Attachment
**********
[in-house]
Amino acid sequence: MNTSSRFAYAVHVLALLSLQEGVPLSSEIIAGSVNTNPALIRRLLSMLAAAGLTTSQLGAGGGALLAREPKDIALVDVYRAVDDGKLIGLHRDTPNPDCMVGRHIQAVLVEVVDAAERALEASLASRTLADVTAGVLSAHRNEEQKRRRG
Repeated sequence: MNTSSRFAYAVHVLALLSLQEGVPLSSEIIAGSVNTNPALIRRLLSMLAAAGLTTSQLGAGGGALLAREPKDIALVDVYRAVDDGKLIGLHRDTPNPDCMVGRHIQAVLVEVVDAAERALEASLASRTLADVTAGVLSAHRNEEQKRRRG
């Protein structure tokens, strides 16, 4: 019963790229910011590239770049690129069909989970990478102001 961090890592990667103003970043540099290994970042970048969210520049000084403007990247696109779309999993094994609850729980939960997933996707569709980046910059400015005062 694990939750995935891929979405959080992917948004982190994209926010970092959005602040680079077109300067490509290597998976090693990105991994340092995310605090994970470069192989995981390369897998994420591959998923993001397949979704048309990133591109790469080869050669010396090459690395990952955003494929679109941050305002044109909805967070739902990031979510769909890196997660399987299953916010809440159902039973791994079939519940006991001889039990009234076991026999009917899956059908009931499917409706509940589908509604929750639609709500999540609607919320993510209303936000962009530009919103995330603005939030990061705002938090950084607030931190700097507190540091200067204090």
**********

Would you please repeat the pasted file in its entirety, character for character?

[in-house]
Amino acid sequence: MNTSSRFAYAVHVLALLSLQEGVPLSSEIIAGSVNTNPALIRRLLSMLAAAGLTTSQLGAGGGALLAREPKDIALVDVYRAVDDGKLIGLHRDTPNPDCMVGRHIQAVLVEVVDAAERALEASLASRTLADVTAGVLSAHRNEEQKRRRG
Repeated sequence: MNTSSRFAYAVHVLALLSLQEGVPLSSEIIAGSVNTNPALIRRLLSMLAAAGLTTSQLGAGGGALLAREPKDIALVDVYRAVDDGKLIGLHRDTPNPDCMVGRHIQAVLVEVVDAAERALEASLASRTLADVTAGVLSAHRNEEQKRRRG
């Protein structure tokens, strides 16, 4: 019963790229910011590239770049690129069909989970990478102001 961090890592990667103003970043540099290994970042970048969210520049000084403007990247696109779309999993094994609850729980939960997933996707569709980046910059400015005062 694990939750995935891929979405959080992917948004982190994209926010970092959005602040680079077109300067490509290597998976090693990105991994340092995310605090994970470069192989995981390369897998994420591959998923993001397949979704048309990133591109790469080869050669010396090459690395990952955003494929679109941050305002044109909805967070739902990031979510769909890196997660399987299953916010809440159902039973791994079939519940006991001889039990009234076991026999009917899956059908009931499917409706509940589908509604929750639609709500999540609607919320993510209303936000962009530009919103995330603005939030990061705002938090950084607030931190700097507190540091200067204090």